As a professional energy consultant, new Portola Valley Mayor Jeff Aalfs is well-positioned to help write new rules to make homes more energy-efficient, one of the Town Council's objectives for 2020.
The goal is for all new construction projects and major remodels to use recycled materials, all-electric appliances and electric space heating, to keep Portola Valley in the forefront of innovation in energy conservation.
"This is what all building is going to look like in the future," Aalfs said in a phone interview.
Requiring more energy efficiency in new construction is one of several initiatives the Town Council is planning for in 2020, according to a list of priorities published by the town.
Other plans include continuing to work on a long-term goal of providing affordable housing, preparing the community for wildfires and other emergencies, making streets and roads safer for pedestrians and encouraging more volunteering, according to the priority list.
The need to build affordable housing has been a hot topic in Portola Valley, generating a conflict between a desire of many residents to maintain the community's rural feel and emerging state regulations requiring more lower-priced housing units.
A Stanford University proposal to build 27 single-family homes, along with 12 affordable rental units, is a case in point. The proposed project, known as the Stanford Wedge, would undoubtedly increase traffic along two-lane Alpine Road, the main route in and out town, and would be much denser than any other housing that currently exists.
Aalfs said the project will get a thorough review by the Planning Commission, the Architectural and Site Control Commission and the Town Council.
"There's going to be a very public discussion of the project," Aalfs said. "A lot of details have to be ironed out about how to proceed and what it looks like, and not all the objections are going to be overcome."
Portola Valley has also been working on identifying property that it owns that could be used for affordable housing, but an ad hoc committee formed to do an inventory found only one small site at the Town Center where there would be few barriers to development.
The Town Council dismissed a potential site next to a vernal pool known as the Frog Pond in the face of strong community objections, and another parcel across Los Trancos Road from the Blue Oaks subdivision was identified as having potential, but the location "may be too remote," among other barriers, Aalfs said.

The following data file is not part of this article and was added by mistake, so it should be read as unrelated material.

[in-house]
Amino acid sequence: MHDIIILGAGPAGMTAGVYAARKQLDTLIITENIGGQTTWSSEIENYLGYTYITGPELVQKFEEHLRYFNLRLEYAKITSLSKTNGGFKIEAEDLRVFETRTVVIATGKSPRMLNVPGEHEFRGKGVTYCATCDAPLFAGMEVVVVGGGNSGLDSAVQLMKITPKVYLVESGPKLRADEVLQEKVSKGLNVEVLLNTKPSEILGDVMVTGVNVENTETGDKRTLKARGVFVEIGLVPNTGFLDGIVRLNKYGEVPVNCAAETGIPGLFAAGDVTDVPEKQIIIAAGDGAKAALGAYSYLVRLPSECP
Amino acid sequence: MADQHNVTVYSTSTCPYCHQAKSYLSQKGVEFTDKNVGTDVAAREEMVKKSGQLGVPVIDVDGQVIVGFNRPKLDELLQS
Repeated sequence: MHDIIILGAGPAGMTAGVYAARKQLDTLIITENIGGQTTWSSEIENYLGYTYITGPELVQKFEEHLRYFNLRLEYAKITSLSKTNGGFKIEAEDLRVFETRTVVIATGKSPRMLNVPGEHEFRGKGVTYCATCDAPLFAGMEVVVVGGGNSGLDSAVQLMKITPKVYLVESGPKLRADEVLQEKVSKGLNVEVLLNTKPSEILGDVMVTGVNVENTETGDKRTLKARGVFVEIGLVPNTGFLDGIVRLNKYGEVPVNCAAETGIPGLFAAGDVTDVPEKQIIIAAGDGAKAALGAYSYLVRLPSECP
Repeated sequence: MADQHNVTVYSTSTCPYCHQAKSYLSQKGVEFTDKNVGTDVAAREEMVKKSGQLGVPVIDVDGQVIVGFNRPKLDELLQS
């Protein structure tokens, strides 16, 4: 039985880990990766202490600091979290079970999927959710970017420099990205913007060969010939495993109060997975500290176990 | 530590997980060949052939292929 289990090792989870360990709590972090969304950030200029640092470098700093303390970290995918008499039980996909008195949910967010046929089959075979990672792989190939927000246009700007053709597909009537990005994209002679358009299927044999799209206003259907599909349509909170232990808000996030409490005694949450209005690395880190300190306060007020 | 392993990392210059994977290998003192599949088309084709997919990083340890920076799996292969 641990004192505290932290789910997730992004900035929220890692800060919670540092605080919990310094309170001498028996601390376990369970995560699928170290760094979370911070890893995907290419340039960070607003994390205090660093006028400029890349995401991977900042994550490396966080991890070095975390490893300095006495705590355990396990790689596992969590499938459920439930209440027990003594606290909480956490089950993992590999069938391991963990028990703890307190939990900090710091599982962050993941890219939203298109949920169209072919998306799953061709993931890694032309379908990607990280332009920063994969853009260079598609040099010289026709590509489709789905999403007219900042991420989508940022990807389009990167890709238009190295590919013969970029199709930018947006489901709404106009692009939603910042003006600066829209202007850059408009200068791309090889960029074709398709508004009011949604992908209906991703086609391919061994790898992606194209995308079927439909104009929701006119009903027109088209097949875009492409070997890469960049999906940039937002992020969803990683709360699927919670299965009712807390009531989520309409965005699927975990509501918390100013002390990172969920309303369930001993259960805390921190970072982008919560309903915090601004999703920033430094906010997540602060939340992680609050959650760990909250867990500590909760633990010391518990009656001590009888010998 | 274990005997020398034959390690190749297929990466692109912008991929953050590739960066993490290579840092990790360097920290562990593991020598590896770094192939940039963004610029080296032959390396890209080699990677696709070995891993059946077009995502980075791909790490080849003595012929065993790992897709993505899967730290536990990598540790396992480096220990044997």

"You would be putting a lot of housing on a very small road," which could create traffic problems or impede escape during an emergency, he added.
Portola Valley formed an ad hoc committee last March to make recommendations about how to deal with the threat of wildfires. The committee reported its findings in December.
The suggestions included adding regulations banning wood shake roofs and wood decks to building codes and doing more evacuation planning before the next fire season, Aalfs said.
"We've also been mapping trees, fire hazards and vegetation along our main roads," he said. "We need to clear some of the more hazardous things so fire doesn't block our escape routes."
Portola Valley has produced a pedestrian safety plan that will be implemented beginning this year. Upgrades, including adding traffic warning lights, road markings and other measures will be completed as money is available, he said.
"The spending will have to be budgeted," Aalfs said. "Some projects are big enough that we will need to get grants to pay for them."
Portola Valley depends on volunteers to do the work that is sometimes done by paid staff in other, larger communities.
Although the town currently has plenty of people willing to step up, Aalfs said, he thinks it's important to try to get younger people involved to encourage fresh ideas.
Aalfs serves as chairman of the board for Peninsula Clean Energy, the alternative energy provider for San Mateo County, and said the experience has "influenced my thinking around sustainability."
He wants to investigate putting a microgrid at Town Center composed of solar panels and batteries that would enable Town Hall to function during an extended power shutoff .
The center is currently served by a diesel backup generator that could only be used for a limited period of time, he said.
A microgrid "is something that we have considered in the past and would be a very timely thing to consider again," he said, referencing PG&E's fire-prevention power blackouts in 2019.
Aalfs said he is also intrigued by the idea promoted by San Jose Mayor Sam Liccardo of a public takeover of PG&E, and would like to see Portola Valley "weigh in on the idea and possibly support it."
The move would put the public more in control of "cleaning up" the utility's electrical grid and eliminate the need to make a profit to pay dividends to shareholders, he said.
"Customers are on the hook for PG&E's costs as it stands," Aalfs said. "If we could turn PG&E into a cooperative, run by its customers, that would be a benefit."